Bankruptcy Overview

Bankruptcy and Tax Debt: What You Need to Know

If you have thought about bankruptcy, chances are that your understanding of bankruptcy is that filing for bankruptcy will eliminate your debts and give you a clean slate moving forward. While it’s definitely true that bankruptcy can provide a fresh start, it’s important to understand that not all debts are forgivable in a bankruptcy filing and that for some types of debt, what you can discharge depends on the type of bankruptcy for which you file.

When it comes to tax debt, there’s a common misconception that if you have tax debt and file for bankruptcy, the government will forgive all of your debts—including your tax debt. Unfortunately, this just isn’t necessarily true. Here’s what you should know about bankruptcy and tax debt—remember, it’s always good to talk to a professional before filing for bankruptcy.

Can You Discharge Tax Debt?

If you are filing for bankruptcy and have tax debt, there are only certain situations in which you may be able to discharge your tax debt. In fact, you can only discharge tax debt if the following criteria are satisfied:

  • The tax debt is only for income tax. If you owe taxes for anything other than taxes on earned income, you cannot discharge it in a bankruptcy filing.
  • The tax debt occurred as a result of an honest mistake or debt—it cannot have occurred out of willful evasion or tax fraud.
  • You filed a tax return for the tax debt that you are trying to discharge. In some courts, you can’t discharge debt even if you filed a late return, so make sure you ask the legal professional you’re working with if this applies to you.
  • The tax debt must be at least three years old.
  • Enough time must have passed. The IRS maintains what’s known as the 240-day rule, which means that the income tax debt must have been assessed at least 240 days before you file for bankruptcy.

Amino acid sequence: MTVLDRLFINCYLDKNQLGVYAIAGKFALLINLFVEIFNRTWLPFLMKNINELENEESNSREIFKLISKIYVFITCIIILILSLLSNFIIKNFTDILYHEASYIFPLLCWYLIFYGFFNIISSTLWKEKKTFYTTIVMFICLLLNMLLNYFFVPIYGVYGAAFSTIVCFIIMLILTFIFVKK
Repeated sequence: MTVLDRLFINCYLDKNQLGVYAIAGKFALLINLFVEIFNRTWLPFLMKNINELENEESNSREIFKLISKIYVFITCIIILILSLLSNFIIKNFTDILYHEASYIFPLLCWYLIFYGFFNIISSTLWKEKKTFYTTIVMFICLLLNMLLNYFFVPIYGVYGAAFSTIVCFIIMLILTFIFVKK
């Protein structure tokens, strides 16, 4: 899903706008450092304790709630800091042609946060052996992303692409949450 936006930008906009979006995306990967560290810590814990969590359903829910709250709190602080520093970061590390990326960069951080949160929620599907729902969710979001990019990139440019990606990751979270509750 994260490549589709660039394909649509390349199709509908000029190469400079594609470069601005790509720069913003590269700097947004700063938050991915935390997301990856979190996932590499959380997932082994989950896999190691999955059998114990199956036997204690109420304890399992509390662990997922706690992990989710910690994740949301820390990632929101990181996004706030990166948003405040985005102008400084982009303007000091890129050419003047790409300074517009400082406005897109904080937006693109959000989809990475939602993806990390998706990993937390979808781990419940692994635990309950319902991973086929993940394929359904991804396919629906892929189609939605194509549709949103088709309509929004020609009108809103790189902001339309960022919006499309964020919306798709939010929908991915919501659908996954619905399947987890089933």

Only if your debts meet all of the criteria above may they qualify for discharge during bankruptcy.

What About a Tax Lien?

If you fail to pay a tax debt, the government may issue what’s known as a tax lien. A tax lien is the government’s claim against your property. If the tax debt isn’t repaid, the lien gives the government the right to seize the debtor’s property. If the debtor does repay the debt, then the tax lien may be removed.

The bad news about having a tax lien—even if you’ve repaid it or are in the process of repaying it—is that you cannot discharge a federal tax lien, even if the tax debt meets the criteria for discharge listed above. That’s because the purpose of bankruptcy is to wipe away a personal tax, not to wipe out tax liens recorded prior to the bankruptcy filing.

Discharging Tax Debt and Chapter 13 vs. Chapter 7 Bankruptcy

The primary difference between a Chapter 13 and a Chapter 7 bankruptcy is that you must pass the means test to qualify for a Chapter 7 bankruptcy. With a Chapter 7 bankruptcy, your non-exempt assets will be liquidated, and your remaining debts will be discharged; with a Chapter 13 bankruptcy, on the other hand, you will enter a repayment plan to pay back debts and, in exchange, will be able to keep more assets. So how does this apply to those who want to discharge tax debt?

With a Chapter 13 bankruptcy and tax debt, some dischargeable tax debts might be forgiven without any repayment depending on the amount of disposable income you have. In any case, you won’t incur any interest on the tax debt that you owe.

If you file for a Chapter 7 bankruptcy on the other hand, your debt will be discharged if your debt meets the qualifications listed above and if you pass the means test—an income assessment that determines whether you have enough disposable income to pay back any portion of your existing debts.

Learn More About Bankruptcy and Tax Debt

If you are in a financial situation where bankruptcy is your best option, it’s important that you understand what debts may be dischargeable and how what you currently earn will impact which type of bankruptcy you file for, and how much of your overall debt is dischargeable. If you have questions about tax debt, you should consult with a financial professional or a bankruptcy lawyer. Filing for bankruptcy is a huge decision that will have a long-term impact on your financial health. Learn as much as you can before filing and explore all of your options in advance.

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